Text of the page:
Trump’s travel ban: Companies and executives speak out

Protesters gather in Battery Park and march to the offices of Customs and Border Patrol in Manhattan to protest President Trump's Executive order imposing controls on travelers from Iran, Iraq, Libya, Somalia, Sudan, Syria and Yemen, January 29, 2017 in New York. / AFP / Bryan R. Smith (Photo credit should read BRYAN R. SMITH/AFP/Getty Images)

Tech executives in particular have expressed deep concern about President Trump’s ban on travel by citizens of seven Muslim-majority countries. But leaders of companies across the economy are speaking out.

Immigrants have played a big role building some major U.S. companies, particularly in tech. A 2011 report from the Partnership for a New American Economy estimates that 45% of high-tech companies in the Fortune 500 were founded by first- or second-generation Americans.

Ford Executive Chairman Bill Ford and CEO Mark Fields

In a memo to employees, they said they do not support the ban. “Respect for all people is a core value of Ford Motor Company, and we are proud of the rich diversity of our company here at home and around the world,” they wrote.

Netflix CEO Reed Hastings

“Trump’s actions are hurting Netflix employees around the world, and are so un-American it pains us all,” Hastings said on Facebook. “Worse, these actions will make America less safe (through hatred and loss of allies) rather than more safe.”

Starbucks CEO Howard Schultz

“We are living in an unprecedented time,” Schultz said in a memo to Starbucks employees. He pledged to hire 10,000 refugees over five years in the 75 countries where Starbucks does business to “reinforce our belief in our partners around the world.”

Expedia CEO Dara Khosrowshahi
Khosrowshahi spoke of his family’s emigration to the United States after the Iranian Revolution in 1978, and the sense of relief that “we were welcome now, and we would be welcome tomorrow.”

He wrote to Expedia employees: “I believe that with this Executive Order, our President has reverted to the short game. The U.S. may be ever so slightly less dangerous as a place to live, but it will certainly be seen as a smaller nation, one that is inward-looking versus forward thinking, reactionary versus visionary.”

Khosrowshahi pledged that Expedia would work with employees to “ease any pain or difficulties you are having” as a result of the ban.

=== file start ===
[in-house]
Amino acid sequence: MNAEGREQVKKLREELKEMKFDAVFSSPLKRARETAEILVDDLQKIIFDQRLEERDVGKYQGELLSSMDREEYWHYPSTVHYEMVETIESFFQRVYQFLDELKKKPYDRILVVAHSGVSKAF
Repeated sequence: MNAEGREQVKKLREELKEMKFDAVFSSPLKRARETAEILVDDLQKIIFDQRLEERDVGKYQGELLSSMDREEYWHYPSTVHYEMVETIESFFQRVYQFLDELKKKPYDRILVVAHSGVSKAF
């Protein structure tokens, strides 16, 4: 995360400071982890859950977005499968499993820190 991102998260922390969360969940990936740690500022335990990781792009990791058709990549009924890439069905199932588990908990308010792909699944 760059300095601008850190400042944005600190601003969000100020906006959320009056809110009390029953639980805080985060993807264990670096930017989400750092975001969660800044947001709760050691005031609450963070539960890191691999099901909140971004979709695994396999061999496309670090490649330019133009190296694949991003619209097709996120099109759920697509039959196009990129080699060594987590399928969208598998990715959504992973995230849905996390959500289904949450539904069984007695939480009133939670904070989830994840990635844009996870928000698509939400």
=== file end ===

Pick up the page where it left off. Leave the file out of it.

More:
New York Times Co. CEO Mark Thompson and Times publisher Arthur Sulzberger

“We are committed to diversity of talent, thought and ideas and the fair and equal treatment of all employees, whatever their background,” they said in a memo to staff. “We will do everything in our power to support and protect every one of our colleagues, regardless of their race, country of origin, and religion or belief system.”

They specified they were speaking as employers, not about the editorial opinion or news reporting of The Times. The Times editorial board on Saturday called the ban cruel, bigoted, cowardly and self-defeating.

Apple CEO Tim Cook

Cook issued a letter, obtained by CNN, reacting to what he called “deep concerns” among employees. He assured workers that Apple does not support Trump’s policy and the company is prepared to help them.

“Apple would not exist without immigration, let alone thrive and innovate the way we do,” Cook said.

Google

Google sent a memo to its employees urging anyone with a visa or green card from one of the banned countries to cancel travel plans.

“Please do not travel outside of the U.S. until the ban is lifted. While the entry restriction is currently only in place for 90 days, it could be extended with little or no warning,” reads the memo, which was reviewed by CNN.

Microsoft executive Brad Smith

Microsoft said it employs 76 people that could be affected by the ban. Smith said in an email to employees, which was shared on LinkedIn, that it will provide “legal advice and assistance” to those affected.

BlackRock CEO Larry Fink